Friday, July 9, 2010

Friday of the Fourteenth Week in Ordinary Time

(Hosea 14:2-10; Matthew 10:16-23)

Often the Church is criticized for distinctions she makes in moral theology. For example, many eschew the difference the Church sees between taking contraceptives, which she condemns, to avoid conception when a couple cannot afford to have a child and, as she recommends, using natural family planning. A similar objection is made to the Church’s condoning the possibility of removing a cancerous uterus even when it contains a fetus to save a woman’s life and her forbidding the direct killing of the fetus for the same purpose. We, however, should understand these distinctions as the Church’s putting into practice Jesus’ admonition in the gospel today to be “shrewd as serpents and as simple as doves.”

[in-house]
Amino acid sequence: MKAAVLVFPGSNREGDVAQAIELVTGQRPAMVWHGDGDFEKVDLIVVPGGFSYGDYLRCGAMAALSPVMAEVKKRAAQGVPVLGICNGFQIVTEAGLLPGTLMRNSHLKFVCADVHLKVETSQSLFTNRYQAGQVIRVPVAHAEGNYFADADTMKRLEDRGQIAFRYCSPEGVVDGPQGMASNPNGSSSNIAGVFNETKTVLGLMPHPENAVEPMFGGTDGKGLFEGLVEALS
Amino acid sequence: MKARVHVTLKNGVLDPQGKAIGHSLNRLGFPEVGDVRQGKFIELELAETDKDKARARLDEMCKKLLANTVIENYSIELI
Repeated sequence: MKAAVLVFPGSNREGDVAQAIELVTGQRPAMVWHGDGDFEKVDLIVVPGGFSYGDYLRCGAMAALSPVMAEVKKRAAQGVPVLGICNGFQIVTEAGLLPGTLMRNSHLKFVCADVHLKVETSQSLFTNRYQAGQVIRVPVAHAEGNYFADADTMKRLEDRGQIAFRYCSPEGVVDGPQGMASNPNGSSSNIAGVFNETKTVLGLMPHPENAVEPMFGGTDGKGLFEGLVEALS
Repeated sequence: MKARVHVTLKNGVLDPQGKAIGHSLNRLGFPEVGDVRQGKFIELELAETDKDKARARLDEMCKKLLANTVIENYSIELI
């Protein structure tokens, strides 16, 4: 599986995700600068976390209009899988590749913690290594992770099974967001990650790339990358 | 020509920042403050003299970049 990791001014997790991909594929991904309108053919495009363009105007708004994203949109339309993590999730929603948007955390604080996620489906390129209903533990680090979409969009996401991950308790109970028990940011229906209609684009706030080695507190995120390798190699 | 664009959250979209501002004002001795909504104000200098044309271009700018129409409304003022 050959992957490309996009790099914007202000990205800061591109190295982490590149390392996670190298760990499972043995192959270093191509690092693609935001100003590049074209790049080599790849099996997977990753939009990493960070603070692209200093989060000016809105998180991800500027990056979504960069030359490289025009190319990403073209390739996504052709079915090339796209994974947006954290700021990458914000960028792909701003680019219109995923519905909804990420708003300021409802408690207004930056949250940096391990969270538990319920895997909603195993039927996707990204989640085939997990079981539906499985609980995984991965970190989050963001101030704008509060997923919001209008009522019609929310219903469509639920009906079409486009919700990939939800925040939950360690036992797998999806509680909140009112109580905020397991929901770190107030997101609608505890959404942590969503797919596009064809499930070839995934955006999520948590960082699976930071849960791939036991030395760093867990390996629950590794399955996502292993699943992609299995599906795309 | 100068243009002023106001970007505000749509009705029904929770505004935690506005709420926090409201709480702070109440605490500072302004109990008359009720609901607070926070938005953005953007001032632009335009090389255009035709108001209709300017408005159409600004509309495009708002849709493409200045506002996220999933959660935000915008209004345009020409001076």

As doves, the Church holds that her members must not directly do evil. Rather, we must endeavor to act righteously at all costs. Yet this does not mean that we cannot make shrewd determinations to navigate through an often murky moral world. Natural family planning requires sacrifice to forego sexual intercourse during the considerable time when the wife may conceive; but, more importantly morally, it does not frustrate nature by constructing barriers to conception. Similarly, removing a defective uterus to save the life of a pregnant woman may result in her baby’s death, but it does not directly destroy the nascent life as abortion ruthlessly does.